Times magazine wrote on Monday that al-Fagham’s death immediately led to speculation of palace intrigue, with claims that he had recently been dismissed from the king’s service and may have had information pertinent to the murder of Jamal Khashoggi.
The media spokesman of the Makkah Province Police confirmed on Saturday evening that the personal bodyguard of the Saudi king was shot dead during a personal dispute.
The spokesman claimed that Maj. Gen Abdul Aziz bin Badah al-Fagham was visiting a friend’s house when he was shot.
Meantime, New York Times reported that it was not immediately clear what motivated the gunman, but around the time of the killing on Saturday night, Saudi officials reached out to regional intelligence sources to ask for urgent help in gathering and analyzing information about a number of Saudi citizens, according to a person familiar with the discussions.
The push for information came from King Salman and his powerful son and crown prince, Mohammed bin Salman, the person said, speaking on the condition of anonymity because he was not authorized to speak to the news media.
It was not clear who the Saudis were seeking information about and whether that effort might have been related to the shooting of General al-Faghem.
Also, the Arabic-language Arabi 24 wrote that the claimed killer Mamdouh bin Meshaal al-Ali was the son of Mashal bin Mamdouh, a former member of the Saudi consultative council from the Shemmer tribe. His aunt was also the divorced wife of Sultan bin Abdulaziz, the brother of King Salman.
It added that different images exist of Mamdouh’s family members in celebrations and weddings but his images are less than the fingers of a hand which indicates the importance of the organization he worked for.
Based on the report, Mamdouh worked for a special section of the Royal Guard.
Meantime, the Saudi social media activists wrote on their pages that the death of al-Fagham seems suspicious given the presence of security forces outside his house and their immediate killing shots given to his killer which could have been an attempt to close the case immediately.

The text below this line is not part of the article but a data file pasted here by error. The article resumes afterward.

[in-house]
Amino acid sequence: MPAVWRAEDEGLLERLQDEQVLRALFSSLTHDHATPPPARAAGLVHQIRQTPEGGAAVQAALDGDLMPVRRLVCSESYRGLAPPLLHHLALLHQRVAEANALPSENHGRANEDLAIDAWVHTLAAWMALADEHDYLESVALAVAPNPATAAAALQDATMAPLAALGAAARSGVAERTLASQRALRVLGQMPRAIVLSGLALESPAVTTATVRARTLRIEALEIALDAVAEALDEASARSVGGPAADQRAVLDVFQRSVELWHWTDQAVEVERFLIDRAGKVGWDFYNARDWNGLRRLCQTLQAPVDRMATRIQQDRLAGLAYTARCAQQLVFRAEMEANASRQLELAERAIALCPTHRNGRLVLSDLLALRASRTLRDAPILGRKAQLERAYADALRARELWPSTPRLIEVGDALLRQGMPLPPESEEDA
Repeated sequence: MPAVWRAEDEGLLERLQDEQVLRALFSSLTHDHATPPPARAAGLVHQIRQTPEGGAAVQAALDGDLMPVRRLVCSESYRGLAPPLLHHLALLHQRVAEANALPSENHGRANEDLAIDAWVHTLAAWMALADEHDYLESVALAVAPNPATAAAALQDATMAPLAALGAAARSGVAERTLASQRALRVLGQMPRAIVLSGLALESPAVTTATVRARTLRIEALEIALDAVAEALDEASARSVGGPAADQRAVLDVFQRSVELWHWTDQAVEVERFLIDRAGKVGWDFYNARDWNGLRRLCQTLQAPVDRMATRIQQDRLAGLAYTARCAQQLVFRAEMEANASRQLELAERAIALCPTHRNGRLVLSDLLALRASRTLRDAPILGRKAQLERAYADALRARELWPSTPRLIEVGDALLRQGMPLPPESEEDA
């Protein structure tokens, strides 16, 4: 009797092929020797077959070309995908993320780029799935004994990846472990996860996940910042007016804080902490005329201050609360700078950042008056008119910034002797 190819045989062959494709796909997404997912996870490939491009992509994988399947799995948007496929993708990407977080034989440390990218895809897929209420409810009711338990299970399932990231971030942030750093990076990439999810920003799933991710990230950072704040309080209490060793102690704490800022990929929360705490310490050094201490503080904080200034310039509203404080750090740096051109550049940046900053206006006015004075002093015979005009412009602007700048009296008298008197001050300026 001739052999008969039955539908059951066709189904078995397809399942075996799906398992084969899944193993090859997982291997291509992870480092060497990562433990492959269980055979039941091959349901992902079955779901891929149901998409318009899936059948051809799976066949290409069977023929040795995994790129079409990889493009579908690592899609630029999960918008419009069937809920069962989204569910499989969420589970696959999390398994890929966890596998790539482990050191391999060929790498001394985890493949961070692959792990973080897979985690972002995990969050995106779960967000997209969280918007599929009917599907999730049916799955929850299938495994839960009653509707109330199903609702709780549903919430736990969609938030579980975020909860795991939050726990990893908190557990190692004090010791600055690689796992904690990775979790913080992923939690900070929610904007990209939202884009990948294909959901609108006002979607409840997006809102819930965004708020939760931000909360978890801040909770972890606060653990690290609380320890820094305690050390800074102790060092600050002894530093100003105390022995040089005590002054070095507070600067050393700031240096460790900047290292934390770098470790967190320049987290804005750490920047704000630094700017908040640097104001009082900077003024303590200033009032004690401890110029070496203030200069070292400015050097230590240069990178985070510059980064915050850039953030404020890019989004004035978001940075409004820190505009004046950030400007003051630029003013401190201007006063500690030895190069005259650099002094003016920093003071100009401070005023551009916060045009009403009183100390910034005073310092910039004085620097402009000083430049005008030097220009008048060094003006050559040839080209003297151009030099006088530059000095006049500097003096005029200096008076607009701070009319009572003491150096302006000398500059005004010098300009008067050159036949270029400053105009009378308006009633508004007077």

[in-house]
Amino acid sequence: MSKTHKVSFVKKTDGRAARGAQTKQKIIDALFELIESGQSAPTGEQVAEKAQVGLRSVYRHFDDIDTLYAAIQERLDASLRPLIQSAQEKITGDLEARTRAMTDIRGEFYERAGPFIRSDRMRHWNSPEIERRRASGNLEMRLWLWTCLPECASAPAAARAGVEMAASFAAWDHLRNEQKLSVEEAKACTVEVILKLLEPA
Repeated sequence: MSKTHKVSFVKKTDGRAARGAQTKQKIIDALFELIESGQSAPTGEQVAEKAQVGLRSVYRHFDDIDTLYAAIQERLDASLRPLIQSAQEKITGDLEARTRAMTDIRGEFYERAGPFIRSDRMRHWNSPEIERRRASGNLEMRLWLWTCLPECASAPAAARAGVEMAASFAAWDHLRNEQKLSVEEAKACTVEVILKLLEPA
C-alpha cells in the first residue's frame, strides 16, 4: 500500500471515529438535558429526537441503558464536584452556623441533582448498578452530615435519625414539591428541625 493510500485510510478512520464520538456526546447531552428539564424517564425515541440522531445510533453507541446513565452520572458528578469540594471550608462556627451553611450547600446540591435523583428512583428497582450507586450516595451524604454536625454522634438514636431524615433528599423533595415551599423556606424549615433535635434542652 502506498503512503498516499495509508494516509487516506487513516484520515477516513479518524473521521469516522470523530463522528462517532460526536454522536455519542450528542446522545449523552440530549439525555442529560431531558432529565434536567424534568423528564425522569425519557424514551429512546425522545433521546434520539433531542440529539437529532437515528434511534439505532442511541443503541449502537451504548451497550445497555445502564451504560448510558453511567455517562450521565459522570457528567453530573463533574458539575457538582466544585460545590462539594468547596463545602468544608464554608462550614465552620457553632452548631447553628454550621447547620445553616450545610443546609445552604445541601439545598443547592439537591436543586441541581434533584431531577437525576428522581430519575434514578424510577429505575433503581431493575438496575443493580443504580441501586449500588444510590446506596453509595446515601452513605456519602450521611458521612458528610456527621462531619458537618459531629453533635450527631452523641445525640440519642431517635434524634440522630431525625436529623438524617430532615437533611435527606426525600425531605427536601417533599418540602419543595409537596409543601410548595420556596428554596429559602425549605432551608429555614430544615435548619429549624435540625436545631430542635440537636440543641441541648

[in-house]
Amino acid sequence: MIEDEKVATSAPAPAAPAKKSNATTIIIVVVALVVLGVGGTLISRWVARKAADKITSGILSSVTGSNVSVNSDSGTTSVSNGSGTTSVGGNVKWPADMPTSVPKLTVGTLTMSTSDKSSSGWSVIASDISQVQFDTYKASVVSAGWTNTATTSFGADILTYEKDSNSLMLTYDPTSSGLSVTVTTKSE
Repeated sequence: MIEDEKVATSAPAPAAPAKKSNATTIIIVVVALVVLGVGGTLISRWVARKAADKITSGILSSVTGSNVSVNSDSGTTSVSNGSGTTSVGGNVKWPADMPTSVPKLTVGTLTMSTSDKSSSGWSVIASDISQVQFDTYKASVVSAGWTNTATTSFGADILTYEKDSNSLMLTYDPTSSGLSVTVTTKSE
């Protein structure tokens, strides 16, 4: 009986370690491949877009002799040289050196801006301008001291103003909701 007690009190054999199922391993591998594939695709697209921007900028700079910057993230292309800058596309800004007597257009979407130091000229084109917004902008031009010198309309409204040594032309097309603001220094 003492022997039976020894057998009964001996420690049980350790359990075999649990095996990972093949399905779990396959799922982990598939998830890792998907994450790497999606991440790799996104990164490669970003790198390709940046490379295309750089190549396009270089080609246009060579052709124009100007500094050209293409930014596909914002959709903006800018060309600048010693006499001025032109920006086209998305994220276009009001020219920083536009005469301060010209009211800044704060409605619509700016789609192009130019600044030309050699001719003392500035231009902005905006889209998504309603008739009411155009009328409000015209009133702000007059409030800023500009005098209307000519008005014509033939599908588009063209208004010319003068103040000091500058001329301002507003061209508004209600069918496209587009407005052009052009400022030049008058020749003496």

Also, Ali al-Ahmad, a Saudi journalist, wrote on his twitter page that al-Fagham was fired from his job a few days ago which makes his death even more suspicious.
He added that the bodyguard was witnessed several days ago while he was walking alone in Jeddah which is strange, given his rank and position, and given the fact that he should have been right beside King Salman.
A social media activist described al-Fagham’s death as similar to the brutal killing of Saudi journalist Jamal Khashoggi who was killed upon a direct order by bin Salman.
Khashoggi was killed and his body dismembered after he entered the Saudi consulate in Istanbul, Turkey, to collect documents related to his planned wedding.
After initially offering contradictory statements, Saudi Arabia confirmed its agents killed Khashoggi, but denied its senior leaders were involved.
US intelligence agencies have reportedly concluded, however, that MbS ordered the murder, and a UN right expert found “credible evidence” linking the Crown Prince to the killing.
Also, Saudi whistle-blower Mujtahid, who is believed to be a member of or have a well-connected source in the royal family, said that bin Salman had several times voiced his willingness to omit the newly-killed bodyguard of King Salman.
The Arabic-language al-Nashrah news website quoted Mujtahid as saying that al-Fagham was in the palace at the time of murder and not at a friend’s residence as claimed by the government.
“The MbS was not confident about al-Faghan’s loyalty to the crown prince and he had several times voiced willingness to omit him,” he added.
Meantime, Mohammed al-Moaseri, a Saudi dissident residing in London, had warned 5 months ago about the possibility for al-Fagham’s assassination by the MbS.
He had cautioned al-Fagham that bin Salman would one day take him and his team out to replace them a group of Colombian Blackwater agents.
Social media activists have voiced suspicion about al-Fagham’s death, describing it as assassination.
Gun crimes are rare in Saudi Arabia, where strict law sees convicted killers and drug smugglers routinely executed. In 2017, there were 419 reported homicides, according to the UN Office on Drugs and Crime. And from Press TV:
New reports have emerged in online media pointing to a possible link between the recent killing of the personal bodyguard of Saudi King Salman and the gruesome murder of dissident journalist Jamal Khashoggi by a Saudi hit squad last year.
According to the official report released by Saudi sources, Major General Abdul Aziz al-Fagham, 47, was shot dead by a close friend identified as Mamdouh bin Meshaal al-Ali during a melee described by Saudi police as a “personal dispute” in a friend’s house in the western city of Jeddah on Saturday night. He succumbed to his wounds a day later.